dressing for pleasure
"The basis of this critique (and I hear it day after day from scornful men and some self-satisfied women) is that we have "certain unchanging and easily defined needs" - that having bought a pair of trousers you shouldn't need another pair until the first ones wear out and there's no reason to buy anything other than an identical garment...These arguments are based on the idea that we make logical decisions about what to wear...and if only we could stop shopping, cease our endless search for unnecessary stuff, we could change the world.
But fashion is largely to do with pleasure, and pleasure is not rational, for we do not choose to eat, say, a chocolate eclair, with the aim of fulfilling our daily calorie quota. We fall victim to a cake because it is delicious." - The Thoughtful Dresser, by Linda Grant
Where showering praise on The Thoughtful Dresser is concerned, I'm rather late to the game because this book came out nearly a decade ago (2009), but as they say, better late etc etc.
Blogs and books that explore personal style are rare, and and rarely done well, because it's not easy to scratch past the surface of something that at first glance, is all surface. It's hard to find the words to express why some of us find the act of getting dressed such a profoundly satisfying and enriching experience. Some of us run the risk of being "over serious" and navel-gazing (not everything has meaning. Or has meaning worth discussing). Some of us run the risk of being didactic (it's not about dictating rules). Some of us are just rambling, without aim.
The Thoughtful Dresser is none of these things. I love how Linda Grant revels in the both the emotional rush of shopping and getting dressed, and the emotional heft of why something like a dress can speak to us so powerfully.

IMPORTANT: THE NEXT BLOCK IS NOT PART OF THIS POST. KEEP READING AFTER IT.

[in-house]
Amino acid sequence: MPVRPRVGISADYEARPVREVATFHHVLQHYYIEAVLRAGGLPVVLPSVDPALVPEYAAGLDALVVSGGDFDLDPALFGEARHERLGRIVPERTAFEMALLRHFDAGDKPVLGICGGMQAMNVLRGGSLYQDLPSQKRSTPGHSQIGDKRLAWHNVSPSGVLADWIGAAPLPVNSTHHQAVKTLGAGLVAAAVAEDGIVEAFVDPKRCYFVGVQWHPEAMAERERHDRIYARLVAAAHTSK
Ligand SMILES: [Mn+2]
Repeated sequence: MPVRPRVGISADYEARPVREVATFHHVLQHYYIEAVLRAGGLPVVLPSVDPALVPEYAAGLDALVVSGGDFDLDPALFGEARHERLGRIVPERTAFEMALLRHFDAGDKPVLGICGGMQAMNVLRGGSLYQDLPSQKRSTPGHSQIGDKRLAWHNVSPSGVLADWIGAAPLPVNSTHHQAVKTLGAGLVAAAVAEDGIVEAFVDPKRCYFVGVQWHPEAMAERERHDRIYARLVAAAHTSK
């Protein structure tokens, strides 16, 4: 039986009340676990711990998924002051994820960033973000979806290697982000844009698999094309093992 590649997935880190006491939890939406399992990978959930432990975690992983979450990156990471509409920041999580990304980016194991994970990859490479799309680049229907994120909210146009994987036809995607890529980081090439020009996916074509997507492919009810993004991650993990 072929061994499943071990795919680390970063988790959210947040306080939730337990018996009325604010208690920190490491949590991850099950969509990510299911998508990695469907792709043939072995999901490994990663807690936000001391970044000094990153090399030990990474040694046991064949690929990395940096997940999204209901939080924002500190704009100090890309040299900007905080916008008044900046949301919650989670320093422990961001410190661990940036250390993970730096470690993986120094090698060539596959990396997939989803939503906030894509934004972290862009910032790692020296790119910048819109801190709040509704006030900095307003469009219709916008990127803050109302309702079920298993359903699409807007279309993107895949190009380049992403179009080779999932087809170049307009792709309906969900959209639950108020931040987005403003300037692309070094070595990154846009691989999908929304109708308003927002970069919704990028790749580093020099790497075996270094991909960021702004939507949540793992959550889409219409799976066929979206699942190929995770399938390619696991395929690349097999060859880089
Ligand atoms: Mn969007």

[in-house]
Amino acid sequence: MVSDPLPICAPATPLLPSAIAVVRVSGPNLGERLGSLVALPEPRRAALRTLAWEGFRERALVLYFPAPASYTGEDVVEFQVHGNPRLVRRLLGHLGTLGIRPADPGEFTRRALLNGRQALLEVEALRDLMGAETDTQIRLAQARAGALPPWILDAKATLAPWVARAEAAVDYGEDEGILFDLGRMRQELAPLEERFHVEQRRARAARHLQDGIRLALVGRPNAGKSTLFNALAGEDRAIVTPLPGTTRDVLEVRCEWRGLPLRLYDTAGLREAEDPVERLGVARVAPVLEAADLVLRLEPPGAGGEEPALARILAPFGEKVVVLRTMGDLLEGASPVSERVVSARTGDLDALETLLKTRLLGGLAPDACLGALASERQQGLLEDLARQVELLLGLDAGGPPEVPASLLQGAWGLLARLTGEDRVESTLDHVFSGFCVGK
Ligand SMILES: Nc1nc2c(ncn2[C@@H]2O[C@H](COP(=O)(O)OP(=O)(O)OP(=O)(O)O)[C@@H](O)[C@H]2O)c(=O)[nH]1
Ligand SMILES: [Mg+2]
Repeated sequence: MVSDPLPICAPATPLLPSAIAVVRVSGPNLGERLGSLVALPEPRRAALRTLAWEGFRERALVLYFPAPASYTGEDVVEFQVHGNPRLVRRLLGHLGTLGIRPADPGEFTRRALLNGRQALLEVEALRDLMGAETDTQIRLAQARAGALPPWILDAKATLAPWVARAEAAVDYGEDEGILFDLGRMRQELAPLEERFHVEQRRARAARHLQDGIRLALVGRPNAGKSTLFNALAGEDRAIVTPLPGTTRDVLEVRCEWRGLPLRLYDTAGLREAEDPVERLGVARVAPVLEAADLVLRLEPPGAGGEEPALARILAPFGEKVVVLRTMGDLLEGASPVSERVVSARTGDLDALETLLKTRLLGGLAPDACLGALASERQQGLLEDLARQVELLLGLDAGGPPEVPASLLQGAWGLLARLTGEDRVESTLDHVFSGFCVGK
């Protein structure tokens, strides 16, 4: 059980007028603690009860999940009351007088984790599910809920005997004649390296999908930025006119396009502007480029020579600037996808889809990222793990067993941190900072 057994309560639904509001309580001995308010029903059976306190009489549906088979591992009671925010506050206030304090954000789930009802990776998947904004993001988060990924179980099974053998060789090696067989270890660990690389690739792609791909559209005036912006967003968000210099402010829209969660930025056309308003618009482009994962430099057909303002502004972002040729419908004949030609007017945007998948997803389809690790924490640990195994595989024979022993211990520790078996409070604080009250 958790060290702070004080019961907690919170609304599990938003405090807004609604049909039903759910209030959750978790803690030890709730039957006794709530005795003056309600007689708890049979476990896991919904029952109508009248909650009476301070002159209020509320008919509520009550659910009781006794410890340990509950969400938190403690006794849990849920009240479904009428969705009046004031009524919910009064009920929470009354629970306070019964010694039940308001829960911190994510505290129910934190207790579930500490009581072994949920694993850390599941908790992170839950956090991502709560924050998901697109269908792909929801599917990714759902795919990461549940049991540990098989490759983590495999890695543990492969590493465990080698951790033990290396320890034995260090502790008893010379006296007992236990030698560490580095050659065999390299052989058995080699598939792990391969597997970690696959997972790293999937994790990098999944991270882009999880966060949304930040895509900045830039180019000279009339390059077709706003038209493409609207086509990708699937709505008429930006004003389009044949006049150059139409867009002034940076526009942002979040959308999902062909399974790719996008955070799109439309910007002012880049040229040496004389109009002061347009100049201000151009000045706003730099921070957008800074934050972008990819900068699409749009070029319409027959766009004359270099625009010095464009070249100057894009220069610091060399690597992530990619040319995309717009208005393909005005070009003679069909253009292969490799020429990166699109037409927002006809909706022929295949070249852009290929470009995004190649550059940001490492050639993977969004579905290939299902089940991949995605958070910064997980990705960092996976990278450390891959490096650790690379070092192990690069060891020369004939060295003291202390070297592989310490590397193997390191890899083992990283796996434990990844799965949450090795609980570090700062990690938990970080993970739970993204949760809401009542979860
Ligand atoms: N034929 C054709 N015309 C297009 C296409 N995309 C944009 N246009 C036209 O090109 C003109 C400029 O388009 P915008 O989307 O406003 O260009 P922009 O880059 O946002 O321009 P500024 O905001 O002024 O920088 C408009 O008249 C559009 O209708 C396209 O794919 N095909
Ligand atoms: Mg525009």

I remember the first time I put on an outfit as a teenager that I chose myself, on a solo shopping trip. It was a black chunky sleeveless turtleneck, worn with a black denim mini skirt. Finished off with my own dirty high-tops. I felt like a new person, because I had finally found my sartorial self.
Better yet, I had found my sartorial tribe (I love the models in the ck One ads) and as Linda Grant pointed out, all teenagers want to belong.
From time to time, I wonder if my enjoyment of clothing and shopping meant that I was a grossly materialistic person. Even among friends who enjoy fashion, my enthusiasm has always felt a little more intense than the rest.
For better or worse, I've always taken great comfort in getting dressed. I have my indifferent days, where I'm just grabbing whatever I happen to see first that's also appropriate. But most days I enjoy opening my closet and seeing my "fabric friends" --
"Was it funny or sad when that she was making a friend out of a jacket or a pair of shoes? When I mentioned it to someone else who had also made a life-changing move some years earlier, she understood at once what she meant. For she felt that the clothes she brought with her were her only constants: the clothes were what she could depend on when everything else was in a state of flux. They were familiar objects from the past, reliably transported into the present across time and space."
The book will feel a little familiar to people who've already heard the whole "why clothes matter" argument, but it's still on the whole, a lovely meditation on the topic - and succinct, no less, at just a little over 200 pages (a quality I admire in writing). We try and make rational decisions in buying (production ethics, quality, utility) but I think acknowledging the emotional side of style and shopping can be liberating. And that sense of self-awareness and confidence, in turn, I believe, makes us better buyers and dressers.